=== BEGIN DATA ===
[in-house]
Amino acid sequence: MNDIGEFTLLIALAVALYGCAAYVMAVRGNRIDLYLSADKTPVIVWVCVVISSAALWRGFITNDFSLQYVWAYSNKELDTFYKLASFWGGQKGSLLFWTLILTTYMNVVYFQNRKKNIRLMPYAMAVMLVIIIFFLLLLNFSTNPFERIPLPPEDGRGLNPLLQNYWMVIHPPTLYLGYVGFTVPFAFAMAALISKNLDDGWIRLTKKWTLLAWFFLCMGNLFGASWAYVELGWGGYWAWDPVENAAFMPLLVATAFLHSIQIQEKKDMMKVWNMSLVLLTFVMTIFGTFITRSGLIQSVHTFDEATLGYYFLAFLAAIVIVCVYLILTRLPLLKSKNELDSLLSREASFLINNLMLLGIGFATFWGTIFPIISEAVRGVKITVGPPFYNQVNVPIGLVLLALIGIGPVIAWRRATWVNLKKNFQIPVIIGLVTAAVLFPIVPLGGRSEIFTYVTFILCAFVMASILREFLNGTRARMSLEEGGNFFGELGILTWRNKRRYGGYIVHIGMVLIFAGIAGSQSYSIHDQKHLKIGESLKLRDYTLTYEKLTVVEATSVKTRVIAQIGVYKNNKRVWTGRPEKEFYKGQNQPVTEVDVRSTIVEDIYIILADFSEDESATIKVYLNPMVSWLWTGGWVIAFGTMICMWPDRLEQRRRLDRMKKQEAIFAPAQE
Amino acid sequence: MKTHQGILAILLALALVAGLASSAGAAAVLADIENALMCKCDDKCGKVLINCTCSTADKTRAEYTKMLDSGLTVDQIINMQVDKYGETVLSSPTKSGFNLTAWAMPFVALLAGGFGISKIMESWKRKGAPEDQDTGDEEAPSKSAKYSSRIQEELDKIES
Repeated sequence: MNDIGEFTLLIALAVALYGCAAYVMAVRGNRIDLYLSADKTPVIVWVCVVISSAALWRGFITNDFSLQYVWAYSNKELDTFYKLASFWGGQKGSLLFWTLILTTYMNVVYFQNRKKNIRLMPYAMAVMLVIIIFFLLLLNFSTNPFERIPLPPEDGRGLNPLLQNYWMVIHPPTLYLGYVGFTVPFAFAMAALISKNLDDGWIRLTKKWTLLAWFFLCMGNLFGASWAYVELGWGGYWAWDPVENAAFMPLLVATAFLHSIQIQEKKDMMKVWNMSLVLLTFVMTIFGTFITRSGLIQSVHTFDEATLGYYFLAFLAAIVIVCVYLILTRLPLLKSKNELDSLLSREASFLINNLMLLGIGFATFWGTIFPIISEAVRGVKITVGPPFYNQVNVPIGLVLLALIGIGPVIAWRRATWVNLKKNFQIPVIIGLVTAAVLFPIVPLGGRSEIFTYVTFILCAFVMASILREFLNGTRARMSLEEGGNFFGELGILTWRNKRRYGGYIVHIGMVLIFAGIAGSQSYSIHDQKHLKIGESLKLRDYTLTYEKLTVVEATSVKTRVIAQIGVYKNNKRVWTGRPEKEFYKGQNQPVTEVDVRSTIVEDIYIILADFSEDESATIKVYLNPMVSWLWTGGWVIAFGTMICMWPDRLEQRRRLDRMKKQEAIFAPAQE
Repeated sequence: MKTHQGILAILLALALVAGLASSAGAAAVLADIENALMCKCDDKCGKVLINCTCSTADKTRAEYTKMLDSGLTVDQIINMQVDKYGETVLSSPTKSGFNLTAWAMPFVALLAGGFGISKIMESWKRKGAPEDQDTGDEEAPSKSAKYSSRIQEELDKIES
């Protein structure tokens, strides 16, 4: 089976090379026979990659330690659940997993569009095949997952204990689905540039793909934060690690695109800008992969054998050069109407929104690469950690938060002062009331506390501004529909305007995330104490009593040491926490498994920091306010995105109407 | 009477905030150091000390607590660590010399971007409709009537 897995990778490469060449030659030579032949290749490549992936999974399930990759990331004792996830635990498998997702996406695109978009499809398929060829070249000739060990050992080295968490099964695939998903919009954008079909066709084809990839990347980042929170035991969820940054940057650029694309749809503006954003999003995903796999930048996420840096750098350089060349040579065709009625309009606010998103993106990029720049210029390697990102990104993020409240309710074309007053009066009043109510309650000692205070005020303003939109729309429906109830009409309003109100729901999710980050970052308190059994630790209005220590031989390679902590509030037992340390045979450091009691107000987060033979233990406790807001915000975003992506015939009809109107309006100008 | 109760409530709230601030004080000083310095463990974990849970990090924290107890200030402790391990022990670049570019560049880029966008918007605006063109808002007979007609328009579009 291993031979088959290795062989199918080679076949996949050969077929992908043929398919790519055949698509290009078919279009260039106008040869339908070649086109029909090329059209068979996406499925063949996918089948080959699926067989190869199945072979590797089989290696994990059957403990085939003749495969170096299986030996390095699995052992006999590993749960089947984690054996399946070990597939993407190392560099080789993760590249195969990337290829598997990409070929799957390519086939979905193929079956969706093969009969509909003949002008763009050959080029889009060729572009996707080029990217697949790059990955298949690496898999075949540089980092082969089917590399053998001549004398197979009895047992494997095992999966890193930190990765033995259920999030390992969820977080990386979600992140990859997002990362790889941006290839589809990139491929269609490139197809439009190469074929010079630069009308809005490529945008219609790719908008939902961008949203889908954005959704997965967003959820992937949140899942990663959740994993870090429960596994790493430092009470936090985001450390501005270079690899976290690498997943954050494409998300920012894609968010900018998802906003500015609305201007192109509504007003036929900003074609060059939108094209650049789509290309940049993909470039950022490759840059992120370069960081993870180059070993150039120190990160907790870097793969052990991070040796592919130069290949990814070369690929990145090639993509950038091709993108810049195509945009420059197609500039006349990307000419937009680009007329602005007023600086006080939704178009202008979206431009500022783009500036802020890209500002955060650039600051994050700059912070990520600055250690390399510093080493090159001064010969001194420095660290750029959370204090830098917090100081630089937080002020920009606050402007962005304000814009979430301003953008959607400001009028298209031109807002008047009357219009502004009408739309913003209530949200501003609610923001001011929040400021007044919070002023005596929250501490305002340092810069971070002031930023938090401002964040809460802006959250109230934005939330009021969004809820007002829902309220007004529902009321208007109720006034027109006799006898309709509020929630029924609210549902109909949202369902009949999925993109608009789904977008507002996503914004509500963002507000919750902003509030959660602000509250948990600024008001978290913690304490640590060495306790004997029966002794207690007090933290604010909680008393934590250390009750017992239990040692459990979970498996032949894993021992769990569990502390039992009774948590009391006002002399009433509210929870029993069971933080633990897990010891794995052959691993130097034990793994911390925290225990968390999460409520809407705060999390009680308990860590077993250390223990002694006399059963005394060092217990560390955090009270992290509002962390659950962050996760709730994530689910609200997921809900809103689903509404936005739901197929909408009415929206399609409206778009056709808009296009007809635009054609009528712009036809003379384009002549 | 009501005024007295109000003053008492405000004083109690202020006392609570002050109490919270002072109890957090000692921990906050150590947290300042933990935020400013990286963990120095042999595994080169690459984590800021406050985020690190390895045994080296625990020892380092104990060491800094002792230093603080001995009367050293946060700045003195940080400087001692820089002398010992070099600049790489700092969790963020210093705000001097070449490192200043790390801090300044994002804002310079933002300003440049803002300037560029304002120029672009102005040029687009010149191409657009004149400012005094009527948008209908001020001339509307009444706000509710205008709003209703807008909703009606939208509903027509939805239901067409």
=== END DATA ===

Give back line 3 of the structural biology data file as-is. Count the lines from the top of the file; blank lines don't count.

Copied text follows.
Amino acid sequence: MKTHQGILAILLALALVAGLASSAGAAAVLADIENALMCKCDDKCGKVLINCTCSTADKTRAEYTKMLDSGLTVDQIINMQVDKYGETVLSSPTKSGFNLTAWAMPFVALLAGGFGISKIMESWKRKGAPEDQDTGDEEAPSKSAKYSSRIQEELDKIES